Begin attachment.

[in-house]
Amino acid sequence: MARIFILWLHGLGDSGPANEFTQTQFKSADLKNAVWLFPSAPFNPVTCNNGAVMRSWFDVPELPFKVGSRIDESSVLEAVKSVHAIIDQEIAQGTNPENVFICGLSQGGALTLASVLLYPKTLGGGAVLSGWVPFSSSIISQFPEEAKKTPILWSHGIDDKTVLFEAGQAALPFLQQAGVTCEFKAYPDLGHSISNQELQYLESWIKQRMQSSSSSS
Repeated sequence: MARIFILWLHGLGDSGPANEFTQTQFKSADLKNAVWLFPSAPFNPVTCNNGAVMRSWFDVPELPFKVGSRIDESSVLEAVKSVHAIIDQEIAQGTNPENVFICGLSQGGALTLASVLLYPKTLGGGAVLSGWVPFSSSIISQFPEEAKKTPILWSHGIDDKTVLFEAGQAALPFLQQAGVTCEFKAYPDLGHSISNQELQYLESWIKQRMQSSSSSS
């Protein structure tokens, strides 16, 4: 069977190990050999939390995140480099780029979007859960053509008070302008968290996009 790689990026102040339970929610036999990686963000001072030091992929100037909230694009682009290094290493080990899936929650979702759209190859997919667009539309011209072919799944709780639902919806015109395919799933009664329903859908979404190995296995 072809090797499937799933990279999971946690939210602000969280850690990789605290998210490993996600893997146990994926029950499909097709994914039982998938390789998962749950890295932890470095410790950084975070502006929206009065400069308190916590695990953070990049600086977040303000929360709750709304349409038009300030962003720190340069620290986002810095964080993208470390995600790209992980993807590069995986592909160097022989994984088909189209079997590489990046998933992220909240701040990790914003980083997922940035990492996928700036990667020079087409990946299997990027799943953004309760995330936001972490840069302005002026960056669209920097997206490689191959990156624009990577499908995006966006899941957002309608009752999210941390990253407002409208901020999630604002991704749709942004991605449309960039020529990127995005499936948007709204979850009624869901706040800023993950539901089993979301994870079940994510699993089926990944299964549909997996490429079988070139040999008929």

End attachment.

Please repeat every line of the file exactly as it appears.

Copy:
[in-house]
Amino acid sequence: MARIFILWLHGLGDSGPANEFTQTQFKSADLKNAVWLFPSAPFNPVTCNNGAVMRSWFDVPELPFKVGSRIDESSVLEAVKSVHAIIDQEIAQGTNPENVFICGLSQGGALTLASVLLYPKTLGGGAVLSGWVPFSSSIISQFPEEAKKTPILWSHGIDDKTVLFEAGQAALPFLQQAGVTCEFKAYPDLGHSISNQELQYLESWIKQRMQSSSSSS
Repeated sequence: MARIFILWLHGLGDSGPANEFTQTQFKSADLKNAVWLFPSAPFNPVTCNNGAVMRSWFDVPELPFKVGSRIDESSVLEAVKSVHAIIDQEIAQGTNPENVFICGLSQGGALTLASVLLYPKTLGGGAVLSGWVPFSSSIISQFPEEAKKTPILWSHGIDDKTVLFEAGQAALPFLQQAGVTCEFKAYPDLGHSISNQELQYLESWIKQRMQSSSSSS
């Protein structure tokens, strides 16, 4: 069977190990050999939390995140480099780029979007859960053509008070302008968290996009 790689990026102040339970929610036999990686963000001072030091992929100037909230694009682009290094290493080990899936929650979702759209190859997919667009539309011209072919799944709780639902919806015109395919799933009664329903859908979404190995296995 072809090797499937799933990279999971946690939210602000969280850690990789605290998210490993996600893997146990994926029950499909097709994914039982998938390789998962749950890295932890470095410790950084975070502006929206009065400069308190916590695990953070990049600086977040303000929360709750709304349409038009300030962003720190340069620290986002810095964080993208470390995600790209992980993807590069995986592909160097022989994984088909189209079997590489990046998933992220909240701040990790914003980083997922940035990492996928700036990667020079087409990946299997990027799943953004309760995330936001972490840069302005002026960056669209920097997206490689191959990156624009990577499908995006966006899941957002309608009752999210941390990253407002409208901020999630604002991704749709942004991605449309960039020529990127995005499936948007709204979850009624869901706040800023993950539901089993979301994870079940994510699993089926990944299964549909997996490429079988070139040999008929």